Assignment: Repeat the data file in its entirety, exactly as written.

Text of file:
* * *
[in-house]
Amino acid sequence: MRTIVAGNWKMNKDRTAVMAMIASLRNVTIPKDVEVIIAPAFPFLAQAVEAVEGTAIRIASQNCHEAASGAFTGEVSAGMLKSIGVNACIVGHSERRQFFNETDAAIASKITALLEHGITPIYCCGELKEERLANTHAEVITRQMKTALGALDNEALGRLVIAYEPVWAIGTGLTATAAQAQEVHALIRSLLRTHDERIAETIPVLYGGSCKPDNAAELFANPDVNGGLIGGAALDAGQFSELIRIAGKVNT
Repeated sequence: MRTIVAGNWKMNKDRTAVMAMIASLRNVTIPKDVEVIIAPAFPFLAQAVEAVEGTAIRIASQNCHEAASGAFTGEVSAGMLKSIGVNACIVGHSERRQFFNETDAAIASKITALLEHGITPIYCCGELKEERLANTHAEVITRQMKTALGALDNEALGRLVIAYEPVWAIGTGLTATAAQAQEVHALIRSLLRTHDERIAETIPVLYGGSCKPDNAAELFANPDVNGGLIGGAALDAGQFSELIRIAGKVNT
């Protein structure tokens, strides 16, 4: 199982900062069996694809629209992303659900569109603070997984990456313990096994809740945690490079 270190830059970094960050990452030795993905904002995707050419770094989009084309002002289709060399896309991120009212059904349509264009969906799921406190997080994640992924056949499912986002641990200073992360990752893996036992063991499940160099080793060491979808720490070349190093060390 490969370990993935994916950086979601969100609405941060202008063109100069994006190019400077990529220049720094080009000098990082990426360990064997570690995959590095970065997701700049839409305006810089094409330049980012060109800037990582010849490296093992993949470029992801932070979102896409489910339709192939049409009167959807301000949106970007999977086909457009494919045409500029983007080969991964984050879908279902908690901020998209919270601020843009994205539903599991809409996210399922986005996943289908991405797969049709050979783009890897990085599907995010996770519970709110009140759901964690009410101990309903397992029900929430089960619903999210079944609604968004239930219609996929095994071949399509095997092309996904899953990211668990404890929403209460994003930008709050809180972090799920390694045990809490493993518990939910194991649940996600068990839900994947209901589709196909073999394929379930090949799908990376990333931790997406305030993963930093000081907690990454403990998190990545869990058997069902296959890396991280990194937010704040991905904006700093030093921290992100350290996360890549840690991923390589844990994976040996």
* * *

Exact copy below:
[in-house]
Amino acid sequence: MRTIVAGNWKMNKDRTAVMAMIASLRNVTIPKDVEVIIAPAFPFLAQAVEAVEGTAIRIASQNCHEAASGAFTGEVSAGMLKSIGVNACIVGHSERRQFFNETDAAIASKITALLEHGITPIYCCGELKEERLANTHAEVITRQMKTALGALDNEALGRLVIAYEPVWAIGTGLTATAAQAQEVHALIRSLLRTHDERIAETIPVLYGGSCKPDNAAELFANPDVNGGLIGGAALDAGQFSELIRIAGKVNT
Repeated sequence: MRTIVAGNWKMNKDRTAVMAMIASLRNVTIPKDVEVIIAPAFPFLAQAVEAVEGTAIRIASQNCHEAASGAFTGEVSAGMLKSIGVNACIVGHSERRQFFNETDAAIASKITALLEHGITPIYCCGELKEERLANTHAEVITRQMKTALGALDNEALGRLVIAYEPVWAIGTGLTATAAQAQEVHALIRSLLRTHDERIAETIPVLYGGSCKPDNAAELFANPDVNGGLIGGAALDAGQFSELIRIAGKVNT
């Protein structure tokens, strides 16, 4: 199982900062069996694809629209992303659900569109603070997984990456313990096994809740945690490079 270190830059970094960050990452030795993905904002995707050419770094989009084309002002289709060399896309991120009212059904349509264009969906799921406190997080994640992924056949499912986002641990200073992360990752893996036992063991499940160099080793060491979808720490070349190093060390 490969370990993935994916950086979601969100609405941060202008063109100069994006190019400077990529220049720094080009000098990082990426360990064997570690995959590095970065997701700049839409305006810089094409330049980012060109800037990582010849490296093992993949470029992801932070979102896409489910339709192939049409009167959807301000949106970007999977086909457009494919045409500029983007080969991964984050879908279902908690901020998209919270601020843009994205539903599991809409996210399922986005996943289908991405797969049709050979783009890897990085599907995010996770519970709110009140759901964690009410101990309903397992029900929430089960619903999210079944609604968004239930219609996929095994071949399509095997092309996904899953990211668990404890929403209460994003930008709050809180972090799920390694045990809490493993518990939910194991649940996600068990839900994947209901589709196909073999394929379930090949799908990376990333931790997406305030993963930093000081907690990454403990998190990545869990058997069902296959890396991280990194937010704040991905904006700093030093921290992100350290996360890549840690991923390589844990994976040996």